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Most B.C. residents say homelessness a major problem, governments doing bad job addressing it

Nearly three-quarters of British Columbians say homelessness is a major problem in the province right now, but significantly fewer say it's a major problem in their neighbourhoods.

These are some of the findings of a recent poll by Research Co., conducted against the backdrop of efforts to dismantle a tent city on Hastings Street in Vancouver's Downtown Eastside that the city's fire chief says is a significant public safety risk. 

The online survey of a representative sample of 800 B.C. residents found substantial frustration with all levels of government when it comes to addressing homelessness in the province.

Almost four-in-five survey respondents (79 per cent) said they felt homelessness had increased in B.C. over the last three years, and more than three-in-five (63 per cent) said it was on the rise in their municipality.

Similarly, 73 per cent said homelessness is a major problem for the province and 52 per cent said it's a major problem for their municipality. A significantly smaller portion of respondents – 27 per cent – said homelessness is a major problem in their immediate neighbourhood, though only about one-third (32 per cent) said it was not a problem at all.

Given these views, it's perhaps not surprising that 55 per cent of B.C. residents said their local government had done either a "bad" (32 per cent) or "very bad" (23 per cent) job of coming up with solutions to the problem.

Roughly the same number (56 per cent) said the provincial government has done a bad (33 per cent) or very bad (23 per cent) job addressing the issue, while the proportion holding this view of the federal government's response was even greater.

One-third (33 per cent) said Ottawa had done a bad job, and 28 per cent said it had done very badly, for a total of 61 per cent negative views.

Almost no one in B.C. thinks any level of government has done a "very good" job addressing homelessness. Just three per cent said this of the federal government, while four per cent said so about their municipal and provincial leaders.


As for what solutions British Columbians would like to see their governments propose, the poll tested four broad options, all of which are already being implemented, to one degree or another.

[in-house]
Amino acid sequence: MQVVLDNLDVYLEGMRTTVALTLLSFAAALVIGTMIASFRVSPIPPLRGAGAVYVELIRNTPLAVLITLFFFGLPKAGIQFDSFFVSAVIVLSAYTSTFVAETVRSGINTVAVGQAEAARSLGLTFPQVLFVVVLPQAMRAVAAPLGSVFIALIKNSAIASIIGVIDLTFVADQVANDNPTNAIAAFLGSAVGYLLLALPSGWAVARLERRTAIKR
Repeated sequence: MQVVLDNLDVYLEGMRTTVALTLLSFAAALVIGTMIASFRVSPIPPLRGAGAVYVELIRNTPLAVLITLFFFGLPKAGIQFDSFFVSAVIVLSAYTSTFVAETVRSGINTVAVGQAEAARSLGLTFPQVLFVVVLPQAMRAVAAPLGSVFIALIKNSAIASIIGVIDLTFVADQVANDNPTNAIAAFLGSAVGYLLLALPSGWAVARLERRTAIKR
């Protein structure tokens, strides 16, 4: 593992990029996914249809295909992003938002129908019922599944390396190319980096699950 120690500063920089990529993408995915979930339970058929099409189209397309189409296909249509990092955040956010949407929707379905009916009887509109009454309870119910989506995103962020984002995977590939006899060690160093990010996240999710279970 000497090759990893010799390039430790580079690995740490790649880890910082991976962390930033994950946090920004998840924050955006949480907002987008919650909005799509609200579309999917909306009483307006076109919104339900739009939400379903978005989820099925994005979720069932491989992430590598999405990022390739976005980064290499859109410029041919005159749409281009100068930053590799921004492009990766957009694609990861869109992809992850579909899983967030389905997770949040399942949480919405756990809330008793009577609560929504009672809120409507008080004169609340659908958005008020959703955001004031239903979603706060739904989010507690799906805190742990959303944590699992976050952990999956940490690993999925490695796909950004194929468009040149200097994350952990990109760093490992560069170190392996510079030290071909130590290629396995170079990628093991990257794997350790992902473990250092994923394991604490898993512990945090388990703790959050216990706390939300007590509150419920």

Sixty per cent of those polled agreed (24 per cent strongly and 36 per cent moderately) that B.C. should be "changing zoning laws to allow property owners to build more units on standard lots."

The City of Vancouver enacted a bylaw in September 2018 allowing duplexes to be constructed on most single-family residential lots in the city. Though the rules around duplexes have since been amended, they remain a development option on most lots.  

Nearly four-in-five survey respondents (78 per cent) either strongly (37 per cent) or moderately (41 per cent) with "offering incentives to developers if they focus on building affordable housing units."

Cities often require developers to create affordable housing in exchange for zoning variances allowing more density. The provincial government has also put $2 billion toward low-interest loans for development projects that focus on renters and buyers with average household incomes of $75,000. 

A majority of poll respondents also supported the use of tax dollars to build housing for homeless B.C. residents. Twenty-eight per cent strongly agreed with "devoting tax money to build units to house homeless residents," and another 39 per cent moderately agreed, for a total of 67 per cent support.

Though often maligned by neighbourhood residents, new social housing developments like the one recently approved for Vancouver's Kitsilano neighbourhood meet this definition. 

Finally, fully 80 per cent of British Columbians agreed – either strongly (37 per cent) or moderately (43 per cent) – that governments should be "increasing temporary housing options for people experiencing homelessness."

There were numerous examples of this in 2020, when BC Housing acquired hotels in Vancouver and Victoria to provide temporary supportive housing for people living on the streets. 

The poll was conducted from Aug. 13 to 15, according to Research Co., which says it carries a margin of error of plus or minus 3.5 percentage points, 19 times out of 20. Detailed results of the poll can be found on the Research Co. website Top Stories

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